Commonwealth water legislation
Water legislation administered by the Department of Agriculture, Water and the Environment includes:
- Water Act 2007
- Water Regulations 2008
- Water charge and water market rules
- Water Efficiency Labelling and Standards Act 2005.
Water Act 2007
The Water Act 2007 provides the legislative framework for ensuring that Australia’s largest water resource—the Murray-Darling Basin—is managed in the national interest. In doing so the Water Act recognises that Australian states in the Murray-Darling Basin continue to manage Basin water resources within their jurisdictions.
The Water Act:
- establishes the Murray-Darling Basin Authority (MDBA) with the functions and powers, including enforcement powers, needed to ensure that Basin water resources are managed in an integrated and sustainable way.
- requires the MDBA to prepare the Basin Plan - a strategic plan for the integrated and sustainable management of water resources in the Murray-Darling Basin.
- establishes a Commonwealth Environmental Water Holder to manage the Commonwealth's environmental water to protect and restore the environmental assets of the Murray-Darling Basin, and outside the Basin where the Commonwealth owns water.
- provides the Australian Competition and Consumer Commission (ACCC) with a key role in developing and enforcing water charge and water market rules along the lines agreed in the National Water Initiative.
- gives the Bureau of Meteorology water information functions that are in addition to its existing functions under the Meteorology Act 1955.
- gives the Productivity Commission a role in reporting on the effectiveness of the implementation of the Murray-Darling Basin Plan and water resource plans and the progress towards achieving the objectives and outcomes of the National Water Initiative.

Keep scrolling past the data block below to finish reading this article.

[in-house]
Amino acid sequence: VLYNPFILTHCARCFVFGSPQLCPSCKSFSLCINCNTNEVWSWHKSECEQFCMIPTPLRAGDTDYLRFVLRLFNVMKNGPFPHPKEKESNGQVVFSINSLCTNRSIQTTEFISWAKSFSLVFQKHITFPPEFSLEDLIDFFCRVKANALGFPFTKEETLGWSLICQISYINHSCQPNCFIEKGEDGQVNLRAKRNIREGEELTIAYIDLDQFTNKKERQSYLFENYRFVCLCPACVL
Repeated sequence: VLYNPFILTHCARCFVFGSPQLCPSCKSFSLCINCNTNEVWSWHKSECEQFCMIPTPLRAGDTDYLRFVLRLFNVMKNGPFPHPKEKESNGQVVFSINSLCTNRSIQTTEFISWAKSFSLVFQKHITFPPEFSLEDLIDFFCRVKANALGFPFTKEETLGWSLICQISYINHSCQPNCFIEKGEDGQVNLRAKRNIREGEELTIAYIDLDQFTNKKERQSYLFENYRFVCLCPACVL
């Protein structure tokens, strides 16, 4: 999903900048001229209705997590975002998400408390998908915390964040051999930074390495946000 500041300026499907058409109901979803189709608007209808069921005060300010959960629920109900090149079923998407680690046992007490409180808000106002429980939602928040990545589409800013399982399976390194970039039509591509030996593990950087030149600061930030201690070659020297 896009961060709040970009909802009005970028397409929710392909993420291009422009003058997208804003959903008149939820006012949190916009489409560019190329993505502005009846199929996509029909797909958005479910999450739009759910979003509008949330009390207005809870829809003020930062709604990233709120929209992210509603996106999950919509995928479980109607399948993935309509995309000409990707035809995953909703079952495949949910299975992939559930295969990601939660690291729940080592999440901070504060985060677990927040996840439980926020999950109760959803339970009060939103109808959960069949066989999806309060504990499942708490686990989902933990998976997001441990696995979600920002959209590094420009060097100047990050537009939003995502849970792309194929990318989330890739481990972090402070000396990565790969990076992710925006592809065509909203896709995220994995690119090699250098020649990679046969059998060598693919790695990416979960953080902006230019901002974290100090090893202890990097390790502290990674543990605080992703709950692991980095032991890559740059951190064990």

Amendments to the Water Act
The Water Act has been amended several times since 2007. Key amendments include:
- Water Amendment Act 2008 was enacted following a partial referral of powers by the Basin states (New South Wales, Victoria, Queensland, South Australia and the Australian Capital Territory) to the Commonwealth.
- The amendments related to the transfer of functions from the former Murray-Darling Basin Commission to the Murray-Darling Basin Authority, strengthening the role of the ACCC by providing for the water charge and water market rules to apply to all water service providers and transactions, the inclusion of critical human water needs in the Basin Plan and other transitional matters. The referral of powers was negotiated between the Commonwealth and Basin states and formalised through two intergovernmental agreements:
- Memorandum of Understanding on the Murray-Darling Basin Reform was signed in March 2008 by the Prime Minister and the premiers of New South Wales, Queensland, South Australia and Victoria, and the Chief Minister of the Australian Capital Territory
- Intergovernmental Agreement on Murray-Darling Basin Reform was signed in July 2008 by by the Prime Minister and the premiers of New South Wales, Queensland, South Australia and Victoria, and the Chief Minister of the Australian Capital Territory. Building on the principles of the Memorandum of Understanding, governments in the Agreement committed to a new culture and practice of Basin-wide management and planning, through new governance structures and partnerships.